18. Scott,

    I might ask: Which unification and which system? There have been many unifications in Chinese history, and the system of governance changed quite a bit between the Qin and the Qing.

    Lee Kuan Yew is an interesting choice and I studied in Singapore for a year so he’s a figure that has always fascinated me. I suppose including him in our list really forces us to think about the parameters of our discussion–an ethnic Chinese, born in a British colony, who is culturally Peranakan, leader of a tiny island nation, winding up as an influential figure in China’s history, and you know what: you just might be right, we’ll have to see. The world is a funny place.

  19. Froog,

    Excellent points, let me respond.

    I don’t think the argument against Eurocentric history is about being P.C., it’s about perspective. One of the great legacies bequeathed to the world by Greeks and Romans, is an inquisitive skepticism, that urges us to rethink old ideas and tropes every once in awhile, to see if they still hold as much validity in light of new evidence and interpretative methods. But as a I said, this argument deserves something longer, probably its own post.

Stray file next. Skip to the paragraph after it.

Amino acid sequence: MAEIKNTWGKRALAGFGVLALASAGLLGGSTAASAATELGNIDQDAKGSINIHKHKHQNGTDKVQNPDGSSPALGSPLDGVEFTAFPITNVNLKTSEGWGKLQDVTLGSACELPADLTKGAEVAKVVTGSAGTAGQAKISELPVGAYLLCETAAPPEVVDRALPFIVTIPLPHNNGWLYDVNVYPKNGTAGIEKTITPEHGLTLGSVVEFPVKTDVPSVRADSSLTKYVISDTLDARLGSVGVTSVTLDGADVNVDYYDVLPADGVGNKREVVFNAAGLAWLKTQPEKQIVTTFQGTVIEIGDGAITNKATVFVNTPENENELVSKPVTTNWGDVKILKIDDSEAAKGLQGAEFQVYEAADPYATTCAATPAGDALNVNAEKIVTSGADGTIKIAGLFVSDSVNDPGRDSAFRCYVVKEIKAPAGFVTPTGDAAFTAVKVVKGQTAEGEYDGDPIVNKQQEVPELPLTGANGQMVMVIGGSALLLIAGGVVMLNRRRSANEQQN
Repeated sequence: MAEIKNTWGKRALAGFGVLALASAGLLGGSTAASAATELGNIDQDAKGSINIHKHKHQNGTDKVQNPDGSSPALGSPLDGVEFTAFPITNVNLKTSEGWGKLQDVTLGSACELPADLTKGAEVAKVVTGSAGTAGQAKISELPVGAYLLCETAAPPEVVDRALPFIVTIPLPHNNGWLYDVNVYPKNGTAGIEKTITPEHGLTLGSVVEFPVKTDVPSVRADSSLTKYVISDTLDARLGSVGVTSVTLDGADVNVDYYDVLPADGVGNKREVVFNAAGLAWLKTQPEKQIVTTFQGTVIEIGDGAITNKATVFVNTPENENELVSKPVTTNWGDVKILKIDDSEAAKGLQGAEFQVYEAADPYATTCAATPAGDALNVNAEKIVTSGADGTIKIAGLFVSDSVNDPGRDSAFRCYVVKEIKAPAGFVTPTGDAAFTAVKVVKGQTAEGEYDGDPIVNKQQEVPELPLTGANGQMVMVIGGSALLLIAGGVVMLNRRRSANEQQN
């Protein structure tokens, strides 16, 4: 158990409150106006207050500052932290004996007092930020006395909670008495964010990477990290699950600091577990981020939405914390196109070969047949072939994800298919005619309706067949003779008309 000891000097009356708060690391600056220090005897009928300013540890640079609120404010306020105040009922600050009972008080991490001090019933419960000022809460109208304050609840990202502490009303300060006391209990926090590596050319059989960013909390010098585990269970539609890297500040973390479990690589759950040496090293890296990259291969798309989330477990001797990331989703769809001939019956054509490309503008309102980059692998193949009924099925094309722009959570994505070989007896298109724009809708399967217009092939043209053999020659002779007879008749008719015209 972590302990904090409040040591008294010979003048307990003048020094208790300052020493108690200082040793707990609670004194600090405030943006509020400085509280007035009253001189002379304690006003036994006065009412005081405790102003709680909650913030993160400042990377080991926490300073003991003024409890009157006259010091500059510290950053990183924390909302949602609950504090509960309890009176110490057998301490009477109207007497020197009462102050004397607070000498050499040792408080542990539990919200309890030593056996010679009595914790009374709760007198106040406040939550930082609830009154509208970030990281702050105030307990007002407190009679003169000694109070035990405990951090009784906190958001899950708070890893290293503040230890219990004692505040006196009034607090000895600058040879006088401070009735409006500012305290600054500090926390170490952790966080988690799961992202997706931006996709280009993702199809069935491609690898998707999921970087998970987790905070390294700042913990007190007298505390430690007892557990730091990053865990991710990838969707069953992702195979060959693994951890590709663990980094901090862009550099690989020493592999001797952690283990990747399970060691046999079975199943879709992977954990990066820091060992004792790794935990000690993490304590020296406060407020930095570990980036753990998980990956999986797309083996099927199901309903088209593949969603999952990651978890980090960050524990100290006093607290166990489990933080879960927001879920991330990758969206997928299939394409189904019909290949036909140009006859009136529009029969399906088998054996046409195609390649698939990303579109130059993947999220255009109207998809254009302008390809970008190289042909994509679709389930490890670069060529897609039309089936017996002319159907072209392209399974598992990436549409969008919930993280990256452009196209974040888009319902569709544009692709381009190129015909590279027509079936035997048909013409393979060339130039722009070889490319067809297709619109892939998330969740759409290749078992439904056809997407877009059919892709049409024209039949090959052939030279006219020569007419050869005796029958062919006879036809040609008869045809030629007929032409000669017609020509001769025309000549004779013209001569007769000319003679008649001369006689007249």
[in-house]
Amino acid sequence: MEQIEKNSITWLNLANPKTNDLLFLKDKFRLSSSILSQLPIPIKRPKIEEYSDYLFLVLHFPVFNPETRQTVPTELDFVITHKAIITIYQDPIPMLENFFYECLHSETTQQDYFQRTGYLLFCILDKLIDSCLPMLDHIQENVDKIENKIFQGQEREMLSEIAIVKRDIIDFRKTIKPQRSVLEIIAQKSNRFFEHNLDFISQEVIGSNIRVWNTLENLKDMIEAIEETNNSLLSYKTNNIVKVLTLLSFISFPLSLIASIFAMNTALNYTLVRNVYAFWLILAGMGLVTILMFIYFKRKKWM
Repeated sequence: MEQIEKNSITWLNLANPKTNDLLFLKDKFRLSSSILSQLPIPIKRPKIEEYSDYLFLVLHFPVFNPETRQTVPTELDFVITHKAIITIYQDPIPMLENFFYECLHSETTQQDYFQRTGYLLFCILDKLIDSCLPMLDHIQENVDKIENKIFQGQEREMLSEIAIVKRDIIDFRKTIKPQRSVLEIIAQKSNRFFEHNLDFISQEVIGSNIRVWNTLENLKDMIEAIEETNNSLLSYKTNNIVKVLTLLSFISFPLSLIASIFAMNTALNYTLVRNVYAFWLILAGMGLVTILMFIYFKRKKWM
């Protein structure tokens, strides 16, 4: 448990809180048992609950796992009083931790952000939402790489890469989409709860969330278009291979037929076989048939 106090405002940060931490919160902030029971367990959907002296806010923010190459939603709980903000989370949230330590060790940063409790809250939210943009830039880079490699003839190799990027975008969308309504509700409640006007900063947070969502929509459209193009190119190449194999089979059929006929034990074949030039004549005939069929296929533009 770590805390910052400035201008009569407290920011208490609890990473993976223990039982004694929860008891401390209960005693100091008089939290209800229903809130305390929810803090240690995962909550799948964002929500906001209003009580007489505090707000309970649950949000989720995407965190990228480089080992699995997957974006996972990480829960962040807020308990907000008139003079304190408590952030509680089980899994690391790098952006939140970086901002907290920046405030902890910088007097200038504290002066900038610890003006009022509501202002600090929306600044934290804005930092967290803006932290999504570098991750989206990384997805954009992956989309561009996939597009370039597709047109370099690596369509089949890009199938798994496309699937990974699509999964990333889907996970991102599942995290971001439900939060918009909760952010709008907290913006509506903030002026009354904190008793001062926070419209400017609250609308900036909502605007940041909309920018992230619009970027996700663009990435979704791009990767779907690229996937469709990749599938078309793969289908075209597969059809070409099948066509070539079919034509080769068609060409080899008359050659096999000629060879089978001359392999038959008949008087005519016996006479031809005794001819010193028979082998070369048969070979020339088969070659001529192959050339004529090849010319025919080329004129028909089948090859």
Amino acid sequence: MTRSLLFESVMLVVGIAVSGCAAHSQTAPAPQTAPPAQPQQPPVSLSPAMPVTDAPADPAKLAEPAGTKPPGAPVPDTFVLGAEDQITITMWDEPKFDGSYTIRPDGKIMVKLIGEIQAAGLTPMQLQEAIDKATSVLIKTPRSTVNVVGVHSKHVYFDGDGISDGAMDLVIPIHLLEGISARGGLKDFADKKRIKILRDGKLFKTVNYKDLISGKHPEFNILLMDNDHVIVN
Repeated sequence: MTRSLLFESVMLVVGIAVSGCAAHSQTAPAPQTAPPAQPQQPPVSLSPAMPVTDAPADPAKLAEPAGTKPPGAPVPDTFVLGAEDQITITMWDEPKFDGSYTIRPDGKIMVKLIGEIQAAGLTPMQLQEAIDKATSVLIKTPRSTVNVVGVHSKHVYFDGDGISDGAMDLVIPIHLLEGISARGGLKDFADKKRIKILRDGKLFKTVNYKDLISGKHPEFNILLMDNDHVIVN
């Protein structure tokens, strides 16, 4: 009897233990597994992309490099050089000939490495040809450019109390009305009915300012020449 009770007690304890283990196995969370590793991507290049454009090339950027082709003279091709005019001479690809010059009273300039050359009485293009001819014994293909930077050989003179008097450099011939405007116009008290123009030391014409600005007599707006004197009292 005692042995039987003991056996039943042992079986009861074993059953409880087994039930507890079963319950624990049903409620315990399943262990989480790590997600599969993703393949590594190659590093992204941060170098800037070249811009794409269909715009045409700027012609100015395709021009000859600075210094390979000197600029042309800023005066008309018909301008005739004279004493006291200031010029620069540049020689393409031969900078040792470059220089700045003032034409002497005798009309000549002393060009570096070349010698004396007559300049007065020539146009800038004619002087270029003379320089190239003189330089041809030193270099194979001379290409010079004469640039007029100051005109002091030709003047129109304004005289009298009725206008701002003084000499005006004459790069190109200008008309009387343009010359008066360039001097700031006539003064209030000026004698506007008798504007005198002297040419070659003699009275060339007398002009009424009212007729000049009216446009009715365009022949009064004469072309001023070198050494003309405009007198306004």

As for the extent of China’s reach, I think we are getting hung up on contemporary political boundaries as the defining characterstic of human experience. Leaving aside for the moment that the nation-state is a relatively recent system of human organization, that Europe is divided into separate states and China is not, is more a result of historical contingency than some kind of internal logic demanding that what is, is what should ever be.

    One could argue that the diversity found within China, both historically and, to some extent, even today, rivals that of Europe.

    We might argue too that China’s influence extended from the Roman Empire in the west to the Straits of Malacca in the east. In terms of Europe, it might be noted that the barbarians forced out of Central Asia by the expanding Chinese state were those who set upon Europe and the diseases borne by travelers, traders, and raiders from the Sinosphere played a huge role in Europe’s history. Finally, I might suggest that the opening acts of Europe’s eventual rise were very much influenced by China/Asia: Columbus and Magellen were not looking for Australia when they set out on their voyages.